History

For more than a century, Association House of Chicago has played a significant and historic role in Chicago’s westside neighborhoods. Founded as a settlement house by Ellen Holt, a student of Jane Addams, Association House served as a landing place for new immigrants for decades. Today, Association House continues to serve thousands of families each year, through programs that promote health and wellness, advance education, and provide economic opportunity.

Timeline

Browse photos from our archives and explore the timeline below to learn about our 122-year-long history.

 

1900

1899

Association House was established as a community center, eager to meet the challenges of a diverse and growing immigrant neighborhood.

Association House began to serve women and girls working in nearby factories.

1905

Daily attendance topped 1,000, and that summer more than 4,500 showers were taken at Association House. To respond to the growing need, founders laid the cornerstone of the new and expanded Association House building at 2150 West North Avenue.

 
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1908

The reading room and library opened in the new building, and within two weeks 500 children had borrowed books.

1910

Early participants included many Scandinavians, Germans, Poles, and later, Russian Jews, reflecting changes in the 1910 census. Leadership welcomed the diversity and provided a place that celebrated all cultures and religions.

1915

With a generous estate gift from fellow founding organizer Susan Poxon, Association House opened Druce Lake Camp to provide a summer escape from the city for young girls and boys.

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1926

1927

1926

Leadership facilitated financial security through a new partnership with the Church Extension Board of the Presbytery of Chicago. This partnership continued into the 1980s.

1927

The Women’s Auxiliary held its first meeting and advocated for support from Presbyterian churches and businesses.

1930

During the depression, funds were scarce but programs continued, including dental and nutrition services, manual training, and art and music classes.

 

1946

Alfred Rath became Executive Director in 1946 and served until 1963. He initiated programs for the persons with developmental disabilities and youth, both hallmarks of our services today.

1947

Ever multi-cultural, participants now represented 29 different nationalities. By 1950, Latinos would represent a significant new population.

1948

A pilot program providing education for children with developmental disabilities began. The program grew rapidly and catalyzed the formation of 17 other parent groups in Illinois and 350 groups across the country, ultimately helping to deinstitutionalize countless children.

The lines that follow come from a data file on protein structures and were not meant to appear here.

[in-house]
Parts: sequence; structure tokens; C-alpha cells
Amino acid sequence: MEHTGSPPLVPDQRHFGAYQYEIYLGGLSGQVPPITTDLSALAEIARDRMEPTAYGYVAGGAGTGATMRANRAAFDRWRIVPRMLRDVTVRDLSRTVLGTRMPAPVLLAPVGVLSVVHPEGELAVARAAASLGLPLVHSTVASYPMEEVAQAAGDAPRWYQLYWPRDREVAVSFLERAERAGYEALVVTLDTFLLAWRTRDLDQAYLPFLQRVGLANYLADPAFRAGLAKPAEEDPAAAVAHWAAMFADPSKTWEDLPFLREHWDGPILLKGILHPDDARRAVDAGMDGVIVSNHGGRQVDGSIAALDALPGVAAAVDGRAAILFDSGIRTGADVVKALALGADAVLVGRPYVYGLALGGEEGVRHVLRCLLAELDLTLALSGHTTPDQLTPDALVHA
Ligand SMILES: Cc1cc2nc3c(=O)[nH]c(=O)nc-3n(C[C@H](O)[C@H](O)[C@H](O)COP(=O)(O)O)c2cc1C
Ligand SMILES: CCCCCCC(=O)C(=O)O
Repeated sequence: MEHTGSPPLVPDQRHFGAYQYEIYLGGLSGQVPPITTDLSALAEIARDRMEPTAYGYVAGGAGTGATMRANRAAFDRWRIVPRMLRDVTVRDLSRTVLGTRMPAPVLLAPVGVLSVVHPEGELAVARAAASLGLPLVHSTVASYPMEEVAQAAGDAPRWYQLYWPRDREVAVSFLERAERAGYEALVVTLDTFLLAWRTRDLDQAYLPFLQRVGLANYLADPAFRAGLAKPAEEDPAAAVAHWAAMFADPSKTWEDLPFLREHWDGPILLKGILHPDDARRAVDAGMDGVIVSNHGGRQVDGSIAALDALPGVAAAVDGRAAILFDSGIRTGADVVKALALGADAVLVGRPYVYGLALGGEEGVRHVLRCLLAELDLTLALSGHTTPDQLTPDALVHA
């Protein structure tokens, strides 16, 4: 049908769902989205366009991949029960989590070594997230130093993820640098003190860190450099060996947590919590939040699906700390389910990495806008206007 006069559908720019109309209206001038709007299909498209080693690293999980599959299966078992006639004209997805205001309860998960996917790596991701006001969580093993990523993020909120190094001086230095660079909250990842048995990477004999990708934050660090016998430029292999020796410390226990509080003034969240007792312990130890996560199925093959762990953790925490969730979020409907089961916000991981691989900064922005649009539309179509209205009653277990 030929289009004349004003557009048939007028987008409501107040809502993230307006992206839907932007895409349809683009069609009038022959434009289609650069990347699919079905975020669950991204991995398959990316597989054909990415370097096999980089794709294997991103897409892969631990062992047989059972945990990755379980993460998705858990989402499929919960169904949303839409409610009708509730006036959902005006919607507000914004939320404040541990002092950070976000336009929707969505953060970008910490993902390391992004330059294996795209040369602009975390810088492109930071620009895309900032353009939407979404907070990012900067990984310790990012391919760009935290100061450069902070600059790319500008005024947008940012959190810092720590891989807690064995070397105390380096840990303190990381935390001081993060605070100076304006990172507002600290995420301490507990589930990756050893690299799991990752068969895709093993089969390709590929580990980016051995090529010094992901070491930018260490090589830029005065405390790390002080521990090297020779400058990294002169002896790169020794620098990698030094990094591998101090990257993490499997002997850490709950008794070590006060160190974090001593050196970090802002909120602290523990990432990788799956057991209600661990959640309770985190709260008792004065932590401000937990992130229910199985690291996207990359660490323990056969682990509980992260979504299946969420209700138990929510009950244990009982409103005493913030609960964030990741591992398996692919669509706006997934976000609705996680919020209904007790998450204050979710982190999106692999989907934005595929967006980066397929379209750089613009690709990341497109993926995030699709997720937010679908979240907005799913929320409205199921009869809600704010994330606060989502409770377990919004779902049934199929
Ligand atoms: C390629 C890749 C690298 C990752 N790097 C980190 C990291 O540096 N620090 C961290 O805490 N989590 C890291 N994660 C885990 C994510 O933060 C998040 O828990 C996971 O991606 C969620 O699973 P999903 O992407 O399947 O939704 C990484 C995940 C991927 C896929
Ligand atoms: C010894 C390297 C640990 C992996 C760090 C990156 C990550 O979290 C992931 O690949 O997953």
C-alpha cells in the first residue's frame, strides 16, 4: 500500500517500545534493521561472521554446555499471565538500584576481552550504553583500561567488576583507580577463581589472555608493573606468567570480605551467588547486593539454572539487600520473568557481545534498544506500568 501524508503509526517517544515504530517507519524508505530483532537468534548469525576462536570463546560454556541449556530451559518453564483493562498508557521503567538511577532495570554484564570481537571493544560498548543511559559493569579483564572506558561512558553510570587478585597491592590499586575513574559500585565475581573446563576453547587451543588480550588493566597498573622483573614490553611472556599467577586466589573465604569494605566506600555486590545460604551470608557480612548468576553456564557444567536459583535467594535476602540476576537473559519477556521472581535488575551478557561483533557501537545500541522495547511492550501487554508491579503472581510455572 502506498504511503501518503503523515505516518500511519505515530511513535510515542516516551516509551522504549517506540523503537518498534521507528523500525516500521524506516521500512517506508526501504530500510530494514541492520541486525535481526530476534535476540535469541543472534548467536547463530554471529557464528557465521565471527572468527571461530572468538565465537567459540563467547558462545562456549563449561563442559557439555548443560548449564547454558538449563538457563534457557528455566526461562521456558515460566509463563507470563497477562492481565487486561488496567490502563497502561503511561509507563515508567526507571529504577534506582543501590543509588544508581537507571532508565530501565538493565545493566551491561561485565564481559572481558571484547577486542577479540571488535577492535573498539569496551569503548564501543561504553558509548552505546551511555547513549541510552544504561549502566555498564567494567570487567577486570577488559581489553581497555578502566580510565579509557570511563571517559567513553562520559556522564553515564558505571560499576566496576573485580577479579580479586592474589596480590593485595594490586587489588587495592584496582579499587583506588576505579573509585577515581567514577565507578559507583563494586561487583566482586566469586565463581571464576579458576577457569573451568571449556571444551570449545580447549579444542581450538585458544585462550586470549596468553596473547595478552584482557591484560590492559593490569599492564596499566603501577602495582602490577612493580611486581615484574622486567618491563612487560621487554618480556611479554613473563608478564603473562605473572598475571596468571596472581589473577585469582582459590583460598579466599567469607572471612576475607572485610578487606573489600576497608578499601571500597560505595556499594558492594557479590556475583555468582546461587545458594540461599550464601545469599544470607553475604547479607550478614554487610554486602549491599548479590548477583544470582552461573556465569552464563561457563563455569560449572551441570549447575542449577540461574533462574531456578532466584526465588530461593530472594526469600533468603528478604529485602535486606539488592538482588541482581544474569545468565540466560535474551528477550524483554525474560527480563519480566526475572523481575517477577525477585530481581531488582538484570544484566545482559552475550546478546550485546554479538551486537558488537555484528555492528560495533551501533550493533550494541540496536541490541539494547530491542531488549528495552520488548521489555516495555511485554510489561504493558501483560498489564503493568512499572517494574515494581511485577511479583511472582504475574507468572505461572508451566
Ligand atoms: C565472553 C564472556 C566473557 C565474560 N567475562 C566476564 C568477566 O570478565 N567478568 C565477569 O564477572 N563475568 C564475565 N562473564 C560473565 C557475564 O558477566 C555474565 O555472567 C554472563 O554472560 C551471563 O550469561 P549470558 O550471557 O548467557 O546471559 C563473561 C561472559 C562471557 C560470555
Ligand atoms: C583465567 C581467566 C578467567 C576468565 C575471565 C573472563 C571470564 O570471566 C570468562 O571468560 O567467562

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1960

Caravanas de Verano, a summer outreach program that brought sports and recreation to youth in their own neighborhoods began. This program laid the groundwork for future expansion of teen programs.

1976

AHC began services in Child Welfare with a foster care program that started in 1976. 

1977

Our first program funded by the state in Behavioral Health was the Family Center (now PSR) in 1977. PSR is a rehabilitative skill-building service for adults with serious mental illness or co-occurring psychiatric disorders and addictions.

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1980

In this decade, youth programs rapidly expand, including job training, group homes, and Association House High School, then called El Cuarto Año.

1990

By 1990, Association House had expanded from 30 staff in the 1960s to more than 200, spread across multiple buildings. Participants were now predominantly Latino and African American.

1993

Harriet Sadauskas was named the twentieth Executive Director. A daughter of Polish immigrants, Harriet grew up at the House and had already worked in the programs since 1973.

 

1997

The building at 1116 North Kedzie was acquired, providing much-needed space to consolidate growing programs and reduce rental costs.

1999

Association House celebrated its 100th year, bringing national attention to one of the longest continually operated settlement houses in the U.S.

2001

A new mission statement was adopted and services were re-organized into five program divisions, reflecting a structure that still exists today.

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